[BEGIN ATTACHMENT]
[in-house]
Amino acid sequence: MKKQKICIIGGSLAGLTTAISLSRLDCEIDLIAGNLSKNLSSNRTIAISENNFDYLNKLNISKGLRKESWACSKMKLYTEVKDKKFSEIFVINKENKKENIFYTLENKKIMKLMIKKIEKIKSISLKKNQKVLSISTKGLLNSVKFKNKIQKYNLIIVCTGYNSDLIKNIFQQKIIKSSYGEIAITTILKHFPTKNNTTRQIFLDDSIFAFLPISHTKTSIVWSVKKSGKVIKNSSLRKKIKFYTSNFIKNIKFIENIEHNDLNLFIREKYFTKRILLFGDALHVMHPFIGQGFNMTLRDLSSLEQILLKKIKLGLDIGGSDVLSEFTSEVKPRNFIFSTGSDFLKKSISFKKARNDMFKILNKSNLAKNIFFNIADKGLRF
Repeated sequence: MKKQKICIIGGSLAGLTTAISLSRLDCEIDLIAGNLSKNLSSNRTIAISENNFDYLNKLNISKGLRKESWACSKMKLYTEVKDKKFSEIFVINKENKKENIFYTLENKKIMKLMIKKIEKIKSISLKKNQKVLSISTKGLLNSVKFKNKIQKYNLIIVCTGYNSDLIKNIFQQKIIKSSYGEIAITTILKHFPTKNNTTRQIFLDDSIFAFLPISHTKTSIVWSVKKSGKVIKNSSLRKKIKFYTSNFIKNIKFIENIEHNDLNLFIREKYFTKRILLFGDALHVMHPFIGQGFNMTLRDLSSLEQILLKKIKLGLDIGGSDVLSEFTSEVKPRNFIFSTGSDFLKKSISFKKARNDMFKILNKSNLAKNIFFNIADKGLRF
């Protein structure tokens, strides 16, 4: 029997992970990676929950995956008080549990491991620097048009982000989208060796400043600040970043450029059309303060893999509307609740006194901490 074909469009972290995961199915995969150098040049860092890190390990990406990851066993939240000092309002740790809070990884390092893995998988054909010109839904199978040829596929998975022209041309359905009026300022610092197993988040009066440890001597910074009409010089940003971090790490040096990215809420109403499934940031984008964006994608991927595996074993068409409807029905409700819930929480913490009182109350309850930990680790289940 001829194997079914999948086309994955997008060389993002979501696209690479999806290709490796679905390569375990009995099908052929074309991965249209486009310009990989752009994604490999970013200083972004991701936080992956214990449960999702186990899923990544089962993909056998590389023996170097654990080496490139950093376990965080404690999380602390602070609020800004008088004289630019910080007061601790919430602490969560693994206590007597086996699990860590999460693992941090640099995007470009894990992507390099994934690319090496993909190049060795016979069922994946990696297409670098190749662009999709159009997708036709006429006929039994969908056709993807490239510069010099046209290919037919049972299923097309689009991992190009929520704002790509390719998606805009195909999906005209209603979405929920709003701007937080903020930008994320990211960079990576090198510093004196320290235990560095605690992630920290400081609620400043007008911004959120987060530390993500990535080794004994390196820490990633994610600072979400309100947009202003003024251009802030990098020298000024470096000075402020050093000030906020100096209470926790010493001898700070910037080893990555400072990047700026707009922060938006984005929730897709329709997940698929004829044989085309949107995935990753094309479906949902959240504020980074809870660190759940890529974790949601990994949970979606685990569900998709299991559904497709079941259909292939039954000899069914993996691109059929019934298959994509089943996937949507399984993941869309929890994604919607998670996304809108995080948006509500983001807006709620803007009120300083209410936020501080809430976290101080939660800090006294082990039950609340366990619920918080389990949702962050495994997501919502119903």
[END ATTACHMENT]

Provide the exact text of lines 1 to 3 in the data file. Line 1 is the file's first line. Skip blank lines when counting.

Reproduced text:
[in-house]
Amino acid sequence: MKKQKICIIGGSLAGLTTAISLSRLDCEIDLIAGNLSKNLSSNRTIAISENNFDYLNKLNISKGLRKESWACSKMKLYTEVKDKKFSEIFVINKENKKENIFYTLENKKIMKLMIKKIEKIKSISLKKNQKVLSISTKGLLNSVKFKNKIQKYNLIIVCTGYNSDLIKNIFQQKIIKSSYGEIAITTILKHFPTKNNTTRQIFLDDSIFAFLPISHTKTSIVWSVKKSGKVIKNSSLRKKIKFYTSNFIKNIKFIENIEHNDLNLFIREKYFTKRILLFGDALHVMHPFIGQGFNMTLRDLSSLEQILLKKIKLGLDIGGSDVLSEFTSEVKPRNFIFSTGSDFLKKSISFKKARNDMFKILNKSNLAKNIFFNIADKGLRF
Repeated sequence: MKKQKICIIGGSLAGLTTAISLSRLDCEIDLIAGNLSKNLSSNRTIAISENNFDYLNKLNISKGLRKESWACSKMKLYTEVKDKKFSEIFVINKENKKENIFYTLENKKIMKLMIKKIEKIKSISLKKNQKVLSISTKGLLNSVKFKNKIQKYNLIIVCTGYNSDLIKNIFQQKIIKSSYGEIAITTILKHFPTKNNTTRQIFLDDSIFAFLPISHTKTSIVWSVKKSGKVIKNSSLRKKIKFYTSNFIKNIKFIENIEHNDLNLFIREKYFTKRILLFGDALHVMHPFIGQGFNMTLRDLSSLEQILLKKIKLGLDIGGSDVLSEFTSEVKPRNFIFSTGSDFLKKSISFKKARNDMFKILNKSNLAKNIFFNIADKGLRF